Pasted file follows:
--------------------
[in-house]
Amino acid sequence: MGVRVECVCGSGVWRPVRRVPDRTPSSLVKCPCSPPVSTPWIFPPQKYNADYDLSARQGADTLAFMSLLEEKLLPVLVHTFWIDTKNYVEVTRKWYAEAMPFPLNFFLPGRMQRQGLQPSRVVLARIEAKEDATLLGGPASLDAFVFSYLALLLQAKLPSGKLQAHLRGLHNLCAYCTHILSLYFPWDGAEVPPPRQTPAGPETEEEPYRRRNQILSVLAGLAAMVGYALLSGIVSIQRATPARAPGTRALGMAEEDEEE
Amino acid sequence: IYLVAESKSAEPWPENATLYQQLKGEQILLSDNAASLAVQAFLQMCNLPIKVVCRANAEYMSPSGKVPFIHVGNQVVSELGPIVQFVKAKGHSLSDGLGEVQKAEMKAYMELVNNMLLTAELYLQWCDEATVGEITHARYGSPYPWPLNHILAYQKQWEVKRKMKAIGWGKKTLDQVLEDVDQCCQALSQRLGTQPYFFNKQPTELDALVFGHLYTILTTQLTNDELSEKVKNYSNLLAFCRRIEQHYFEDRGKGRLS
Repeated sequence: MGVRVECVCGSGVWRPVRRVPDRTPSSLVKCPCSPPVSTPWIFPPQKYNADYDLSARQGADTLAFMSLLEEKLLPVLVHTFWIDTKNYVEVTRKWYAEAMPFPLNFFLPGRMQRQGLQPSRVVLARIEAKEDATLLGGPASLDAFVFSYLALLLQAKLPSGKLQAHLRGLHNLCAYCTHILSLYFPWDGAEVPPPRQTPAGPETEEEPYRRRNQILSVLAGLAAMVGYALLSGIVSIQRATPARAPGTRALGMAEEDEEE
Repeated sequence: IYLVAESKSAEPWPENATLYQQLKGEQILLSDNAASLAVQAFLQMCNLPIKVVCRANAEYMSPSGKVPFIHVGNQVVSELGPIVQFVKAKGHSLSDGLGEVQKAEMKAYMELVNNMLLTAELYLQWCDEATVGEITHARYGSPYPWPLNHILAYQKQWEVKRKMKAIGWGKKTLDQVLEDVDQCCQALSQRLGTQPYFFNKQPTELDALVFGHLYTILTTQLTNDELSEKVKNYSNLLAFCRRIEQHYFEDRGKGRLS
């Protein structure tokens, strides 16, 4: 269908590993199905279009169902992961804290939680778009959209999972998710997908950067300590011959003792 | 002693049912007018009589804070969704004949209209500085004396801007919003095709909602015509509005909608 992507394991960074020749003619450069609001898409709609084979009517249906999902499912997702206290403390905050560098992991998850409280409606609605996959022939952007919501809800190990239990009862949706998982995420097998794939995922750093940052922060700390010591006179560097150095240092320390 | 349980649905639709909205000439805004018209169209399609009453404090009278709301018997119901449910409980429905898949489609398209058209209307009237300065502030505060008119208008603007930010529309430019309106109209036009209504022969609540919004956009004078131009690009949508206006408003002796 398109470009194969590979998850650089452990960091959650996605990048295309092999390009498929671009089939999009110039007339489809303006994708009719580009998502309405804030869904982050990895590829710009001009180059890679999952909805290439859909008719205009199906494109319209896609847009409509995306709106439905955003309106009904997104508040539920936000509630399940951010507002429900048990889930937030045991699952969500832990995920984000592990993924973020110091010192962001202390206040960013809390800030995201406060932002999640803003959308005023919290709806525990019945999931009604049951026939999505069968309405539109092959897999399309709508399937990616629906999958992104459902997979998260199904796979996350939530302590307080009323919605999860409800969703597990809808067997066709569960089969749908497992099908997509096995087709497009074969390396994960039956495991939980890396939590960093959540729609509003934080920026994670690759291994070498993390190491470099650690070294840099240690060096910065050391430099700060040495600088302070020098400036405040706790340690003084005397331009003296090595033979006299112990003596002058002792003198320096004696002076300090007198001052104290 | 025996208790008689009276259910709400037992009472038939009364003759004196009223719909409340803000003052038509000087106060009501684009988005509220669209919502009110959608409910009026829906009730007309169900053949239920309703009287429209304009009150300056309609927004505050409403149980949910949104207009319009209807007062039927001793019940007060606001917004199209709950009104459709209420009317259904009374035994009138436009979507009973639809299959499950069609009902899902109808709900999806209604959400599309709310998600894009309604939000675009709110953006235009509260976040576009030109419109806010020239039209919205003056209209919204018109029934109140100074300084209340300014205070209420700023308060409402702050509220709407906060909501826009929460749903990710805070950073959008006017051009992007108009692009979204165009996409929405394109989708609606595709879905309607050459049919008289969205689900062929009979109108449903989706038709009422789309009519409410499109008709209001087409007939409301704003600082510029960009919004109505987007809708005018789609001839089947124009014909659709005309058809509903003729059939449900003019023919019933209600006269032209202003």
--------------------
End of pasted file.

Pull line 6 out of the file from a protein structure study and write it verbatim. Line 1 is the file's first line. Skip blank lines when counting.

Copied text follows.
């Protein structure tokens, strides 16, 4: 269908590993199905279009169902992961804290939680778009959209999972998710997908950067300590011959003792 | 002693049912007018009589804070969704004949209209500085004396801007919003095709909602015509509005909608 992507394991960074020749003619450069609001898409709609084979009517249906999902499912997702206290403390905050560098992991998850409280409606609605996959022939952007919501809800190990239990009862949706998982995420097998794939995922750093940052922060700390010591006179560097150095240092320390 | 349980649905639709909205000439805004018209169209399609009453404090009278709301018997119901449910409980429905898949489609398209058209209307009237300065502030505060008119208008603007930010529309430019309106109209036009209504022969609540919004956009004078131009690009949508206006408003002796 398109470009194969590979998850650089452990960091959650996605990048295309092999390009498929671009089939999009110039007339489809303006994708009719580009998502309405804030869904982050990895590829710009001009180059890679999952909805290439859909008719205009199906494109319209896609847009409509995306709106439905955003309106009904997104508040539920936000509630399940951010507002429900048990889930937030045991699952969500832990995920984000592990993924973020110091010192962001202390206040960013809390800030995201406060932002999640803003959308005023919290709806525990019945999931009604049951026939999505069968309405539109092959897999399309709508399937990616629906999958992104459902997979998260199904796979996350939530302590307080009323919605999860409800969703597990809808067997066709569960089969749908497992099908997509096995087709497009074969390396994960039956495991939980890396939590960093959540729609509003934080920026994670690759291994070498993390190491470099650690070294840099240690060096910065050391430099700060040495600088302070020098400036405040706790340690003084005397331009003296090595033979006299112990003596002058002792003198320096004696002076300090007198001052104290 | 025996208790008689009276259910709400037992009472038939009364003759004196009223719909409340803000003052038509000087106060009501684009988005509220669209919502009110959608409910009026829906009730007309169900053949239920309703009287429209304009009150300056309609927004505050409403149980949910949104207009319009209807007062039927001793019940007060606001917004199209709950009104459709209420009317259904009374035994009138436009979507009973639809299959499950069609009902899902109808709900999806209604959400599309709310998600894009309604939000675009709110953006235009509260976040576009030109419109806010020239039209919205003056209209919204018109029934109140100074300084209340300014205070209420700023308060409402702050509220709407906060909501826009929460749903990710805070950073959008006017051009992007108009692009979204165009996409929405394109989708609606595709879905309607050459049919008289969205689900062929009979109108449903989706038709009422789309009519409410499109008709209001087409007939409301704003600082510029960009919004109505987007809708005018789609001839089947124009014909659709005309058809509903003729059939449900003019023919019933209600006269032209202003």